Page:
Banglar Itihash - history of Bangla language

Bangla over 1,000 years old

Bangla or Bengali is an eastern Indo-Aryan language (a branch of the Indo-European language family) which is native to the country of Bangladesh and Indian state of West Bengal, and parts of the Indian states of Tripura, Assam and Jharkand.

In English, 'Bengali' is also used to define the speaker of the language.


Bangla or Bengali is written in its own script and has grown over a period of one thousand years from the Magadhi Prakrit, which developed from the Sanskrit language and dates back to the Aryan days (1200 BC). Some scholars believe that Bangla is much older, perhaps going back to even 500 BC. They claim that the emperor Asoka (c. 269 BC), and even Lord Buddha (c. 563 BC), occasionally used a certain type of Bangla "Lipi" while communicating with their subjects and disciples in the eastern regions of this subcontinent. A research-paper written by Dr. Mohammed Rezaul Karim in 2007 claimed that the first inscription in Bangla was made by Mohammed Bakhtiyar Khilji in 1205 when a bi-lingual coin was issued in Gour with the words "Gosur Bijoy" inscribed on it in Devnagri script.

'Language of the untouchables' during early Hindu rulers

In the pre-Aryan days, the people living in Bengal were of Dravidian, Mongolian, Bhot-Chin or Kolomboda origin. They used to speak in Dravidian, Bhot-Chin or Munda languages.

It was in Gupta era (320-550) that Bengal had first contact with the Aryan civilization. But before any intimate or effective acquaintance could be established with the Aryan civilization, the kings from the Pala Dynasty (900 - 1100) turned Bengal into one of the citadels of Buddhism. Bangla language evolved within this environment from a distorted version of Prakrit and became associated with the lower caste of the Indian society, the 'untouchables'.

Buddhist Charyapada (also known as Charya-Charya Binischaya), a collection of 47 mystical poems totalling 480 lines, originated during the Pala rule and is believed to be the oldest specimen of Bengali literature. However, the language of the Charya-Charya Binischaya, now referred to as Charyapads, was "but poor fragments of the literature" which owed its origin "chiefly to earnestness of Tantrik Buddhists for popularizing their creed and which was just evolving out of Laukika".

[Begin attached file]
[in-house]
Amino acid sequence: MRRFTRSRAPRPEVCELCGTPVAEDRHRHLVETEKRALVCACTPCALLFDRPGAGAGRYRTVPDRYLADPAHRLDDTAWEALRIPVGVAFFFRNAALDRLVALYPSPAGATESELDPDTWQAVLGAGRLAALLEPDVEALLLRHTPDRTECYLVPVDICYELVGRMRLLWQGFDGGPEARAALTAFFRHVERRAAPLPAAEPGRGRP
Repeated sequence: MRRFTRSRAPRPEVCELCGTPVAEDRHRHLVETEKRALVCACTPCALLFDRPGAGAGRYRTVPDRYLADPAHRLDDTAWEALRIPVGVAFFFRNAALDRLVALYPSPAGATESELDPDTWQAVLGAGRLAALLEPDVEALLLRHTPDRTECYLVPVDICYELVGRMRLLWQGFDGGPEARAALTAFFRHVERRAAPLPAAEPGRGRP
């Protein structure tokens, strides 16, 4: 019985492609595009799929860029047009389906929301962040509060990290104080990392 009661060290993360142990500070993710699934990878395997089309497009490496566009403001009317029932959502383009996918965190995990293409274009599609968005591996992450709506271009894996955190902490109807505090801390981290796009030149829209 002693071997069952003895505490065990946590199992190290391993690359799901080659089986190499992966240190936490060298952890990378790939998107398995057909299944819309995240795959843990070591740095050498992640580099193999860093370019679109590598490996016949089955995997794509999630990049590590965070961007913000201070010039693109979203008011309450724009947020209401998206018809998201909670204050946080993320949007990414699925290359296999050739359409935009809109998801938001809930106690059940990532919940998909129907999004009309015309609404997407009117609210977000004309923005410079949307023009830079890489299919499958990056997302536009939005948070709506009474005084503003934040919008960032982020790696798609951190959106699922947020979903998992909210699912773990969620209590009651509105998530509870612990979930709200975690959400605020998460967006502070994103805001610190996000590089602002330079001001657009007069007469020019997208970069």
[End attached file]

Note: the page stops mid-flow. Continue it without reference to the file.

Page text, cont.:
The Aryans realised that the first step to pollute or cripple a culture is to destroy or distort its language. As a result of systematic oppression by the Sanskrit and Prakrit speaking people the innocent indigenous inhabitants of Bengal started forgetting their languages. But Sanskrit was no effective spoken language, almost everything it had at the time was in black and white. So a section of the people started speaking in a particular type of Prakrit known as Gouriya-Prakrit. The Gouriya-Prakrit being used by the non-Aryans, Dravidians, Kot-Chins, Mundas and Kols took a distorted form and many a word from their dialects had slow but steady access into it. Slowly and silently this distorted form of Gouriya-Prakrit (Gouriya Apabhramsa) gave birth to ancient Bengali language. But the people who used to speak in this ancient form of Bangla were looked down upon as an inferior caste by the Aryans. It was claimed that anyone who spoke in this 'disgraceful' dialect of the untouchables would inevitably go to hell. It is really unfortunate that although Bengal reached the peak of glory in almost every domain of thought during the reign of Gopal Dev and his descendants, who ruled over this part of subcontinent for more than three hundred years, the Bangla language could not make any remarkable progress. The reason was plain and simple - the then Hindu society always despised and hated this 'ignominious dialect of the untouchables'. Written form of Bengali was yet to come.

The Daily Star (Bangladesh)